Everytime I write this, describe this, or talk about this, I feel a bit lighter. I may have to write about it again - maybe over and over. But ... eventually I'd be totally free from those images, left only with the picture of my brilliant, happy, shiny husband.


Friday, 1/5/07, 9:30 am

So, yesterday was the day. Mary and I did the entire job. Cleaned all of Mike's things out of the closet - chose a couple dozen shirts to send to my dad for the quilt. Packed up all sort of clothes which tomtom then brought to good will. We cleaned out his bureau - all his underwear, socks, shorts, t-shirts. Packed them up for good will. I cleaned out his bedside table drawer - his watches went in the special box for baxter.

I found Mike's little wooden box where he kept his earrings. When I met him he wore a little gold hoop earring. I think through my subtle prodding that disappeared within a year of our first date.

I cleaned out his briefcase from work. I found the discharge papers from March 17th when he went to the ER but the people didn't get that they were supposed to contact Dr. Evans. It was the next day that he was admitted and within 24 hours had completely unraveled.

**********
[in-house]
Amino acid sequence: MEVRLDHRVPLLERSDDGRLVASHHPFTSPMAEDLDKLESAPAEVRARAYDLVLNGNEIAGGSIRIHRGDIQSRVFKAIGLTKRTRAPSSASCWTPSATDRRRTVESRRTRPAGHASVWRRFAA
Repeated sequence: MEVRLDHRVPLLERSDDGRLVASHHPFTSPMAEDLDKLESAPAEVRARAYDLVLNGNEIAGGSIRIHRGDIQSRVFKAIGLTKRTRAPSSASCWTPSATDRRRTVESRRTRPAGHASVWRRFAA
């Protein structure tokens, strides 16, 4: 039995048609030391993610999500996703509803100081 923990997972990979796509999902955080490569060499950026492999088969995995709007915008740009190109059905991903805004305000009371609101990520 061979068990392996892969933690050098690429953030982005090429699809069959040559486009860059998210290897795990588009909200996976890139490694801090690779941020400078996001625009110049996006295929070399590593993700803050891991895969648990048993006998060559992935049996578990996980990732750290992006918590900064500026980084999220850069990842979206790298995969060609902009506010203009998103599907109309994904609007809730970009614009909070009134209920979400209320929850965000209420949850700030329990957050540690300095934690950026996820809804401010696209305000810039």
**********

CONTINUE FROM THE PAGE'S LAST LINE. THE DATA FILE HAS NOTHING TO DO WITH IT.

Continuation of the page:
I found the ATM receipt from April 3rd - the weekend he was allowed to come home prior to the big craniotomy on April 4th- after which he was never the same. On April 3rd he and I went into Jefferson to get some final scans done prior to the next morning's surgery. He made a deposit at the PNC bank there at 900 Walnut. That's the receipt I found. I cried so hard that I couldn't breathe. Mary took it from me, tore it up and threw it in the trash.

I also decided to use this opportunity to give my wedding dress to good will. I had planned on doing it forever- like before he got sick, but couldn't bring myself to do it. My wedding dress was insanely cheap. $299. I was so proud of paying so little for it. After our lakefront wedding, I wore the dress to dance in the grass and as we started playing beach games in the afternoon (sack races, rowboat races, wheelbarrow races)... and I never had it drycleaned. Anyhow, I brought it out of the closet and laid it on the floor in its big white bag. It looked eerily like a body bag. When I mentioned that to Mary she said. "Yeah, I know. I was thinking that same thing. Let's just put it away." So we rolled it up and put it in a good will bag.